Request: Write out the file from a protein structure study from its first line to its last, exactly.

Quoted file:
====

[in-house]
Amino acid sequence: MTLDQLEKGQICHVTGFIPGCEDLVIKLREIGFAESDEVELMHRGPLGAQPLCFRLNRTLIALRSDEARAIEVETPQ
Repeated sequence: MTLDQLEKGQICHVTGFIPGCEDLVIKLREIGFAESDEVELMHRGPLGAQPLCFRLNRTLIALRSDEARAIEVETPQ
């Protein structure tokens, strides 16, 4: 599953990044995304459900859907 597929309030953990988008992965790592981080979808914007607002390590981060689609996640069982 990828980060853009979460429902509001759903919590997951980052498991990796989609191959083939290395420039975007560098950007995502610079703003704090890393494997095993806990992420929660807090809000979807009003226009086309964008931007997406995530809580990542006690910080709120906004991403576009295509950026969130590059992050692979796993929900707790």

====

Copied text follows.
[in-house]
Amino acid sequence: MTLDQLEKGQICHVTGFIPGCEDLVIKLREIGFAESDEVELMHRGPLGAQPLCFRLNRTLIALRSDEARAIEVETPQ
Repeated sequence: MTLDQLEKGQICHVTGFIPGCEDLVIKLREIGFAESDEVELMHRGPLGAQPLCFRLNRTLIALRSDEARAIEVETPQ
């Protein structure tokens, strides 16, 4: 599953990044995304459900859907 597929309030953990988008992965790592981080979808914007607002390590981060689609996640069982 990828980060853009979460429902509001759903919590997951980052498991990796989609191959083939290395420039975007560098950007995502610079703003704090890393494997095993806990992420929660807090809000979807009003226009086309964008931007997406995530809580990542006690910080709120906004991403576009295509950026969130590059992050692979796993929900707790």